Part I: Being-with and the Ethics of the Early Heidegger; Chapter One: The First Form of 'Being-with'; Chapter Two: The Second Form of 'Being-with' - The Collapse of Authenticity and Inauthenticity; Part II: The Ethics of the Thing; Chapter Three: Dying to Begin Ethics; Chapter Four: The Ethics of Questioning; Chapter Five: The Ethics of Saying; Part III: 'Being-with' in Later Heidegger - Ethics and Politics; Chapter Six: Ethical Being-with - The Face to Face of Mortals; Chapter Seven: Political Being-with - The Politics of Man and God; Chapter Eight: Conclusion
Michael Lewis is Senior Lecturer in Philosophy at the University of the West of England, UK.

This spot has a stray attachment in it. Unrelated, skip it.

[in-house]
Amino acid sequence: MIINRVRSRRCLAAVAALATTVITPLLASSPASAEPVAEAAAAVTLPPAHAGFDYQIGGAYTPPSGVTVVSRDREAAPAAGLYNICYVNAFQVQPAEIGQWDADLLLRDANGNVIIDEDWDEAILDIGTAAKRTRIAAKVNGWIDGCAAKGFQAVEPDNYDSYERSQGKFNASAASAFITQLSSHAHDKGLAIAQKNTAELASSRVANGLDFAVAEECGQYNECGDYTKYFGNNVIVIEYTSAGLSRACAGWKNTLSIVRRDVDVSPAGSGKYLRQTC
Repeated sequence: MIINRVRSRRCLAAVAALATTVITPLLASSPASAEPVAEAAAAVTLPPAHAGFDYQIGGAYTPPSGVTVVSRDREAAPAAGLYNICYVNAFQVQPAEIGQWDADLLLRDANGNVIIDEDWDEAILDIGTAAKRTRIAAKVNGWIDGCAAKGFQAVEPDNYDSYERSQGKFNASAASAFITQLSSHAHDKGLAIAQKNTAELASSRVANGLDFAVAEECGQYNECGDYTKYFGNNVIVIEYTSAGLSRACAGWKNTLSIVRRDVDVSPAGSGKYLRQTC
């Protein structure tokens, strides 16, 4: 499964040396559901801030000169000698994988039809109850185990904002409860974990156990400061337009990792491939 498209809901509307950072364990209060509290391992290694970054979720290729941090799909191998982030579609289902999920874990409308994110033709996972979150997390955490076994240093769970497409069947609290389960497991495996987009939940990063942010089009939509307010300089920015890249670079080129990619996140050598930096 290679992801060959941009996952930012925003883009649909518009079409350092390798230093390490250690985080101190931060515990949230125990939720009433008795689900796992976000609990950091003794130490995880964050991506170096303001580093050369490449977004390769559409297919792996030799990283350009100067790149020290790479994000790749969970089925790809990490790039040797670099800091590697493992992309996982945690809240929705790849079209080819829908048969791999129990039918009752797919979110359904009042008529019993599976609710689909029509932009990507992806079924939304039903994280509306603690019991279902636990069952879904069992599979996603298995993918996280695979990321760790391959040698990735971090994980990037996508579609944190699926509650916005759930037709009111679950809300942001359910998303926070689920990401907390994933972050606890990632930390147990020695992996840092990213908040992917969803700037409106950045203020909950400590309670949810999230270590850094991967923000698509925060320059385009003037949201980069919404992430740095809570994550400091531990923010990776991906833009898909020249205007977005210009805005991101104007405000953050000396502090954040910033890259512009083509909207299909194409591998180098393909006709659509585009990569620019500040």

"[T]here is much to admire .... Lewis is immersed in the primary literature, and able to co-opt or deflect many familiar lines of criticism of it; he can debate matters of fine textual detail without losing his grip on their overarching argumentative purposes; and he repeatedly finds new angles of approach to even the most familiar Heideggerian claims and tropes." Stephen Mulhall, New College, Oxford "Michael Lewis' recent book, Heidegger and the Place of Ethics, develops a reading of the place of ethics in Heidegger's philosophical itinerary from Being and Time to his later works in the ambit of this question. Were I under the obligation of assessing the book's merits and demerits (the perennial haughty posture of the reviewer, which always bespeaks a token of ressentiment, a desire for an imaginary revenge, as Nietzsche might have taught us), I would say that there have been few studies that have had the temerity and skill to investigate thoroughly the role of ethics and politics in Heidegger's works without adopting, here and there, an excessively hubristic tone by turning either into an apologetics or a condemnation of Heidegger's involvement with Nazism in 1933-34. As a re-viewer, as one who should see the idea, the eidos, that lies behind the work and estimate its value, as one who should oversee the transmission of this idea from author to potential reader - a highly forbidding duty! - I ought to say much more but will limit myself to this: that among the chief merits of the book it affords us a vanguard point from which a critical engagement with Heidegger's more difficult thoughts of the early thirties and later can start."- Rafael Winkler, University of Warwick, Pli: The Warwick Journal of Philosophy--Sanford Lakoff "Lewis crosses out Heidegger's fundamental dichotomy between "being and "beings," and so makes a highly original contribution to the vast and often staid discussions surrounding this thinker."--Sanford Lakoff "Tls " "While written for the specialist, Lewis's book provides a valuable contribution to the field of Heidegger studies." - Frank Schalow, European Legacy, June 2008--Sanford Lakoff ."..the problematics engaged are rich and promising, making for an interesting work." -Jane Gordon, Philosophy in Review